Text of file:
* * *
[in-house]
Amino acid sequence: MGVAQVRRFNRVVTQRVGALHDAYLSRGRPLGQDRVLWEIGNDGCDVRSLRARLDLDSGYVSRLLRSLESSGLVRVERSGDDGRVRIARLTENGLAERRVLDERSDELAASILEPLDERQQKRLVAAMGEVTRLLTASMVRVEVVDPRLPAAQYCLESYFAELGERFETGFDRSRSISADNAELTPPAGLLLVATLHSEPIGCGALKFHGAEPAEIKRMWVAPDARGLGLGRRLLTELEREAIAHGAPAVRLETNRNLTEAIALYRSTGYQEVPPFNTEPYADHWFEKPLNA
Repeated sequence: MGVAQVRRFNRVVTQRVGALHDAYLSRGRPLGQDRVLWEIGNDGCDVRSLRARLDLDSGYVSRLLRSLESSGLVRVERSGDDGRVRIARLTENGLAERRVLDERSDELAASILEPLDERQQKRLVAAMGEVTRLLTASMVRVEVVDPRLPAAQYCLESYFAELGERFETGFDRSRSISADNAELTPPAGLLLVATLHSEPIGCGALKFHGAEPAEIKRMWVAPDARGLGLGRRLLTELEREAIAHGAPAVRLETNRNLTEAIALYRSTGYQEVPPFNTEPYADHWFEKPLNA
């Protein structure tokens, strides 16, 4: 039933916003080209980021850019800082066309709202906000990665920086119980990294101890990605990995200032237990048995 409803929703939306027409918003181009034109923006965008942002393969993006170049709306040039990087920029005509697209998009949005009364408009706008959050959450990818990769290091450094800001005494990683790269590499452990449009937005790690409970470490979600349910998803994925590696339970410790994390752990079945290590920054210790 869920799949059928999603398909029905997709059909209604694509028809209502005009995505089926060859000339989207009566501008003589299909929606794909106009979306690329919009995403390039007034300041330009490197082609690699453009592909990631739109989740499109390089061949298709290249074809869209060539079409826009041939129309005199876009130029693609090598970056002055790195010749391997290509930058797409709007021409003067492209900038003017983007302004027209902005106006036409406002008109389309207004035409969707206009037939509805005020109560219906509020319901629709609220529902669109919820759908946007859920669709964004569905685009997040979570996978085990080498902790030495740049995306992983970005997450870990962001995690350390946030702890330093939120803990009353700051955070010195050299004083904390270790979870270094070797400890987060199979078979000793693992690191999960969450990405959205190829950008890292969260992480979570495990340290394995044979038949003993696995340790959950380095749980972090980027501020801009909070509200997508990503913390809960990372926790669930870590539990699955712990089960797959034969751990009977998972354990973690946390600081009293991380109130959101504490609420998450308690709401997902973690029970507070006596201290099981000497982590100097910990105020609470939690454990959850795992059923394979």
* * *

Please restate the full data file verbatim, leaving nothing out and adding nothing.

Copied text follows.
[in-house]
Amino acid sequence: MGVAQVRRFNRVVTQRVGALHDAYLSRGRPLGQDRVLWEIGNDGCDVRSLRARLDLDSGYVSRLLRSLESSGLVRVERSGDDGRVRIARLTENGLAERRVLDERSDELAASILEPLDERQQKRLVAAMGEVTRLLTASMVRVEVVDPRLPAAQYCLESYFAELGERFETGFDRSRSISADNAELTPPAGLLLVATLHSEPIGCGALKFHGAEPAEIKRMWVAPDARGLGLGRRLLTELEREAIAHGAPAVRLETNRNLTEAIALYRSTGYQEVPPFNTEPYADHWFEKPLNA
Repeated sequence: MGVAQVRRFNRVVTQRVGALHDAYLSRGRPLGQDRVLWEIGNDGCDVRSLRARLDLDSGYVSRLLRSLESSGLVRVERSGDDGRVRIARLTENGLAERRVLDERSDELAASILEPLDERQQKRLVAAMGEVTRLLTASMVRVEVVDPRLPAAQYCLESYFAELGERFETGFDRSRSISADNAELTPPAGLLLVATLHSEPIGCGALKFHGAEPAEIKRMWVAPDARGLGLGRRLLTELEREAIAHGAPAVRLETNRNLTEAIALYRSTGYQEVPPFNTEPYADHWFEKPLNA
């Protein structure tokens, strides 16, 4: 039933916003080209980021850019800082066309709202906000990665920086119980990294101890990605990995200032237990048995 409803929703939306027409918003181009034109923006965008942002393969993006170049709306040039990087920029005509697209998009949005009364408009706008959050959450990818990769290091450094800001005494990683790269590499452990449009937005790690409970470490979600349910998803994925590696339970410790994390752990079945290590920054210790 869920799949059928999603398909029905997709059909209604694509028809209502005009995505089926060859000339989207009566501008003589299909929606794909106009979306690329919009995403390039007034300041330009490197082609690699453009592909990631739109989740499109390089061949298709290249074809869209060539079409826009041939129309005199876009130029693609090598970056002055790195010749391997290509930058797409709007021409003067492209900038003017983007302004027209902005106006036409406002008109389309207004035409969707206009037939509805005020109560219906509020319901629709609220529902669109919820759908946007859920669709964004569905685009997040979570996978085990080498902790030495740049995306992983970005997450870990962001995690350390946030702890330093939120803990009353700051955070010195050299004083904390270790979870270094070797400890987060199979078979000793693992690191999960969450990405959205190829950008890292969260992480979570495990340290394995044979038949003993696995340790959950380095749980972090980027501020801009909070509200997508990503913390809960990372926790669930870590539990699955712990089960797959034969751990009977998972354990973690946390600081009293991380109130959101504490609420998450308690709401997902973690029970507070006596201290099981000497982590100097910990105020609470939690454990959850795992059923394979």